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A strong cast can't save this misbegotten musical adaptation of Herman Hesse's Siddhartha logo
Manu Narayan and Gerry McIntyre
in Sidd
(Photo © Carol Rosegg)
The title character of Sidd, Andrew Frank and Doug Silver's misbegotten musical adaptation of Herman Hesse's classic novel Siddharta, is very concerned about learning lessons on his way to spiritual enlightenment. One can only hope that Frank (book, lyrics, direction) and SIlver (music and lyrics) learn some lessons on the way to writing their next, hopefully much better show. The pair is not untalented; Silver's music can be quite pleasing, and there's at least one particularly memorable song ("Always on the Way"). But they seem not to have paid true attention to the work of musical theater masters.

Lesson #1: Things like time and place location are not mere niceties. Sidd is presumably set in India, but it's a bit hard to tell -- especially since the young hero's best pal is named Valerie. And if we're in the present day, as some scenes seem to suggest, why are there still mystics in the forest? Also, where does one find the Buddha lounging around in Mumbai? As for time, the baldly expository lines connoting the passage of not just years but decades are really amateurish. And it doesn't help matters that none of the actors do anything to make themselves seem physically older, even though Sidd has to have aged at least 40 years by show's end.

Lesson #2: Minimalism is a lovely furniture style but it doesn't really work well for musicals. Yes, budgets are tight these days, but the single piece of stretched cloth used by designer Maruti Evans doesn't suffice to indicate the various scenes, even when amplified by the occasional projection or prop. Michael Bevins's mostly white costumes do the trick, though, even with limited changes.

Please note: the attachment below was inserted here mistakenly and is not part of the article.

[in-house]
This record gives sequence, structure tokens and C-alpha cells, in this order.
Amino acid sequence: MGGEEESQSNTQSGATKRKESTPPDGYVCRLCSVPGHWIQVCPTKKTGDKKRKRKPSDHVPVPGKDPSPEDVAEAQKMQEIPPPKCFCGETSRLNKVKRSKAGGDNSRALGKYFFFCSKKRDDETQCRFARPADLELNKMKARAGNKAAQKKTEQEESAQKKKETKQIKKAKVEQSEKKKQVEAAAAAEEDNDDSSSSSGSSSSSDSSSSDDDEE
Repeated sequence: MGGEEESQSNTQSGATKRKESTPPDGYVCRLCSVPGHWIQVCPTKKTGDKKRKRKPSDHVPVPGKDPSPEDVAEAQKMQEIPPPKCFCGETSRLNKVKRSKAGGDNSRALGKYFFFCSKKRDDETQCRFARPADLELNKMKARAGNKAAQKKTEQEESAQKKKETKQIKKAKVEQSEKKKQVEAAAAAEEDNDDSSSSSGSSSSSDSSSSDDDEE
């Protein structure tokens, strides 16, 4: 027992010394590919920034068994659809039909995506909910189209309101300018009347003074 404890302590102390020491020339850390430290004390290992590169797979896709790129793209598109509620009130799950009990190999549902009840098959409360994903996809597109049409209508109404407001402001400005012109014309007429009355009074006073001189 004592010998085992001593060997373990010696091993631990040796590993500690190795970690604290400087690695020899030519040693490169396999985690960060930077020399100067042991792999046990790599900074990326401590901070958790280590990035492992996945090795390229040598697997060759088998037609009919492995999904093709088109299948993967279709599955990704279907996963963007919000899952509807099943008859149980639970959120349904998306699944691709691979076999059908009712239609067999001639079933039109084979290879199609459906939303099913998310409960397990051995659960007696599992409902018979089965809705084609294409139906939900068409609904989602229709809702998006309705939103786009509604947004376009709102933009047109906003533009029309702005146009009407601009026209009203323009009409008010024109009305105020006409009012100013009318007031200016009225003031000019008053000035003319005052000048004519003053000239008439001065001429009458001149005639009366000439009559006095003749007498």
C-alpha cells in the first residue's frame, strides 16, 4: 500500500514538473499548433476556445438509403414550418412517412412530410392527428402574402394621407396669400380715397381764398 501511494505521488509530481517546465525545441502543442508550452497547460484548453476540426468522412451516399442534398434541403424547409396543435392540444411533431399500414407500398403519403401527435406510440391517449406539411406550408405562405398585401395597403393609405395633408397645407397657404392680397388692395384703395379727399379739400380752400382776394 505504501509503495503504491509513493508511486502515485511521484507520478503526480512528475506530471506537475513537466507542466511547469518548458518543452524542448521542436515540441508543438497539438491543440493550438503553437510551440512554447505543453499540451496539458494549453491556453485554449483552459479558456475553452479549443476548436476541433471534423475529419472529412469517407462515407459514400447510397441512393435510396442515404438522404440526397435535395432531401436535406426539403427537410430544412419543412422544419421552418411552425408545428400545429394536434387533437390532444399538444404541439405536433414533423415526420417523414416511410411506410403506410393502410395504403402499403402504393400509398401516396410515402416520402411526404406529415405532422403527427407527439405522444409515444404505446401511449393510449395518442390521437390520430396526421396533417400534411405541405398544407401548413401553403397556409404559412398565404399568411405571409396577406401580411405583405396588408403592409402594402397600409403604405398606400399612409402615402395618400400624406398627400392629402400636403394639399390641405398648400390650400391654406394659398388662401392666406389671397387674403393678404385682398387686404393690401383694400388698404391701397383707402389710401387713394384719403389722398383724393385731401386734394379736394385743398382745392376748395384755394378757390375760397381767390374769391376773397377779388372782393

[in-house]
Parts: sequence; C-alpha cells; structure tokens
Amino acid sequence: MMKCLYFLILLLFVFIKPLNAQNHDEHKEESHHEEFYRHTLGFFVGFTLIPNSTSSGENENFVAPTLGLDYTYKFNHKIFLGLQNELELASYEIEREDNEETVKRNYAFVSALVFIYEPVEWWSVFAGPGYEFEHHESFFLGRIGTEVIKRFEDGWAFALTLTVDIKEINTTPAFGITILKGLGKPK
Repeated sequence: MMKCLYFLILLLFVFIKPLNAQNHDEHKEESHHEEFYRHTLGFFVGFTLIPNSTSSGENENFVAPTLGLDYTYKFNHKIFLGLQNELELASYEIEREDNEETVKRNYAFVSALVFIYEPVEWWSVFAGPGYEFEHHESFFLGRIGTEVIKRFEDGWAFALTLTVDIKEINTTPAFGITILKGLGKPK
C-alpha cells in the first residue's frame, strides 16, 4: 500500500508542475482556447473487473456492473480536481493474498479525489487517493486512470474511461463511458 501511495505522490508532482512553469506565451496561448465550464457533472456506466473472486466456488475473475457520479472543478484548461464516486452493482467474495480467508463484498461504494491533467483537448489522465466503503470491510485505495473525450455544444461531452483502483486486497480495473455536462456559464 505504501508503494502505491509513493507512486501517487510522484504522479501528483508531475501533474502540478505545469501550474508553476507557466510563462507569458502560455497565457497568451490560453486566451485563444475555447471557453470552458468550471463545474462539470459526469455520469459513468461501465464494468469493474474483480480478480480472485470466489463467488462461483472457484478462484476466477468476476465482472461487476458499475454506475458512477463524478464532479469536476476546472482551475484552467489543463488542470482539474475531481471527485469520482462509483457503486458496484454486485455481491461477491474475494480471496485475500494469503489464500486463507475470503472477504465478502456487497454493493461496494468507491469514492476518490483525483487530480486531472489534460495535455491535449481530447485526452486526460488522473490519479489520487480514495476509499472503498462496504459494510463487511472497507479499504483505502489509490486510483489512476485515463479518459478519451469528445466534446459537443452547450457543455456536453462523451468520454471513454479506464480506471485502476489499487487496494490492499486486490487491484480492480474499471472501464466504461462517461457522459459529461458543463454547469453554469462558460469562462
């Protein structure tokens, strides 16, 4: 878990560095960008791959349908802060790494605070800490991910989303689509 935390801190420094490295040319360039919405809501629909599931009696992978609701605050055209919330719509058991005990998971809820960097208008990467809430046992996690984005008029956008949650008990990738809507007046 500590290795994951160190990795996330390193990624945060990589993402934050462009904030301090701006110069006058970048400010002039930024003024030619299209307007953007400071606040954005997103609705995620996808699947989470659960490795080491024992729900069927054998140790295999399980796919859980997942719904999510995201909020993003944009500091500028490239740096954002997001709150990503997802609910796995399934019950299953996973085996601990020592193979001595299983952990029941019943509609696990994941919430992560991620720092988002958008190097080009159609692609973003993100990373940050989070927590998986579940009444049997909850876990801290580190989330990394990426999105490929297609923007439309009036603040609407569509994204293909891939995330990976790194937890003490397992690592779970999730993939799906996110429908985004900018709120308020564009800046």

Lesson #3: Imitation isn't always the sincerest form of flattery. There is a sense throughout Sidd that Frank and Silver are less concerned with the actual story they're telling than with showing how many different musical styles they can play with. The net result is that the hodgepodge score only serves to bring to mind a bunch of superior shows. For example, "Happy Shop," in which Sidd first meets Mala (the brothel owner he'll eventually marry), sounds as if it had been written for Chicago. "Everybody Needs Something," in which Sidd encounters his eventual business partner, a Jewish traveling salesman named Willie (paging Arthur Miller!), could be a trunk song from Dirty Rotten Scoundrels. And "He Is My Son" would fit nicely into Les Miz. When all is said and done, one gets the nagging feeling that Sidd is, in essence, an attempt to replicate the success of Stephen Schwartz's 1970s crowd pleaser Godspell. (No such luck, I'm afraid.)

On the plus side, Frank and Silver have already learned one of the musical theater's most valuable lessons -- the importance of proper casting -- even if there were two major changes during previews.The first was putting Bombay Dreams star Manu Narayan in the title role in place of Neil Maffin. (Apparently, he had done the show in workshop but wasn't originally available for this run.) He's a strong, believable presence and does quite a bit to flesh out his surprisingly underdeveloped character. The same can be said for the sultry Natalie Cortez as Mala, who rises far above the whore-with-a-heart-of-gold stereotype. The remainder of the ensemble -- the delicious Marie France-Arcilla, the comically satisfying Dann Fink, the lovely if underused Nicole Lewis, the distinctly talented Arthur W. Marks, and the always commanding Gerry McIntyre -- do yeoman work in a variety of roles.

If Frank and Silver hope to achieve success in the musical theater, they will need to repeat their experiences over and over until they find the right path. Fortunately, audiences of Sidd only have to see the show once.

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